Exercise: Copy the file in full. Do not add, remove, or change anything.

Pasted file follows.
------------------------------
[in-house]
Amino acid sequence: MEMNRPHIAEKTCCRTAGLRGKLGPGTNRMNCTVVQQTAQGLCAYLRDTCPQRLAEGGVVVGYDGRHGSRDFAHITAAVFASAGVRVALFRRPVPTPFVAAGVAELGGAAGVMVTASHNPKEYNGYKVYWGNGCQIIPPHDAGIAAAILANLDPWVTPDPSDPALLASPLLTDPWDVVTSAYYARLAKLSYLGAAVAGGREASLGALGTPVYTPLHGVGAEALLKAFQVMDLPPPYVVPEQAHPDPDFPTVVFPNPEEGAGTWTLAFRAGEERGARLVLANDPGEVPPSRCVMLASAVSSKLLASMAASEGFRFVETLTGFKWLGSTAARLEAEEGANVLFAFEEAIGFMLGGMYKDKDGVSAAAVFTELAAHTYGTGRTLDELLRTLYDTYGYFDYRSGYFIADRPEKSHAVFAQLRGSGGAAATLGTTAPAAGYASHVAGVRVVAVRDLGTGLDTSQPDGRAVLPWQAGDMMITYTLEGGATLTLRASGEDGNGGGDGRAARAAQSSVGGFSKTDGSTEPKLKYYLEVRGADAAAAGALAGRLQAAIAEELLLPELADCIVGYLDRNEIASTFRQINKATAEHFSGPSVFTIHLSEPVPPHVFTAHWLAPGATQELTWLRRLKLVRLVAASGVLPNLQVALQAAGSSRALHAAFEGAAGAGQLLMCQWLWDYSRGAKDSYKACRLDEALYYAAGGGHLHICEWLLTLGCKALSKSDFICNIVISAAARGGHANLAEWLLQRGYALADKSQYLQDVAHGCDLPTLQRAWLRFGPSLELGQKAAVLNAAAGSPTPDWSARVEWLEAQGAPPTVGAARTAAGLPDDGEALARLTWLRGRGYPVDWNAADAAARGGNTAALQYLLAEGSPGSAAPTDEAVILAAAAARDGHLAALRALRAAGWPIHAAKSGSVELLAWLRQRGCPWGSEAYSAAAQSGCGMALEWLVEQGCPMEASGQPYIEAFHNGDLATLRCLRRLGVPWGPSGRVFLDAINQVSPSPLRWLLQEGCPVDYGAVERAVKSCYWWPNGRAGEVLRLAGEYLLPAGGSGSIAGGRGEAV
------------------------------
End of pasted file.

[in-house]
Amino acid sequence: MEMNRPHIAEKTCCRTAGLRGKLGPGTNRMNCTVVQQTAQGLCAYLRDTCPQRLAEGGVVVGYDGRHGSRDFAHITAAVFASAGVRVALFRRPVPTPFVAAGVAELGGAAGVMVTASHNPKEYNGYKVYWGNGCQIIPPHDAGIAAAILANLDPWVTPDPSDPALLASPLLTDPWDVVTSAYYARLAKLSYLGAAVAGGREASLGALGTPVYTPLHGVGAEALLKAFQVMDLPPPYVVPEQAHPDPDFPTVVFPNPEEGAGTWTLAFRAGEERGARLVLANDPGEVPPSRCVMLASAVSSKLLASMAASEGFRFVETLTGFKWLGSTAARLEAEEGANVLFAFEEAIGFMLGGMYKDKDGVSAAAVFTELAAHTYGTGRTLDELLRTLYDTYGYFDYRSGYFIADRPEKSHAVFAQLRGSGGAAATLGTTAPAAGYASHVAGVRVVAVRDLGTGLDTSQPDGRAVLPWQAGDMMITYTLEGGATLTLRASGEDGNGGGDGRAARAAQSSVGGFSKTDGSTEPKLKYYLEVRGADAAAAGALAGRLQAAIAEELLLPELADCIVGYLDRNEIASTFRQINKATAEHFSGPSVFTIHLSEPVPPHVFTAHWLAPGATQELTWLRRLKLVRLVAASGVLPNLQVALQAAGSSRALHAAFEGAAGAGQLLMCQWLWDYSRGAKDSYKACRLDEALYYAAGGGHLHICEWLLTLGCKALSKSDFICNIVISAAARGGHANLAEWLLQRGYALADKSQYLQDVAHGCDLPTLQRAWLRFGPSLELGQKAAVLNAAAGSPTPDWSARVEWLEAQGAPPTVGAARTAAGLPDDGEALARLTWLRGRGYPVDWNAADAAARGGNTAALQYLLAEGSPGSAAPTDEAVILAAAAARDGHLAALRALRAAGWPIHAAKSGSVELLAWLRQRGCPWGSEAYSAAAQSGCGMALEWLVEQGCPMEASGQPYIEAFHNGDLATLRCLRRLGVPWGPSGRVFLDAINQVSPSPLRWLLQEGCPVDYGAVERAVKSCYWWPNGRAGEVLRLAGEYLLPAGGSGSIAGGRGEAV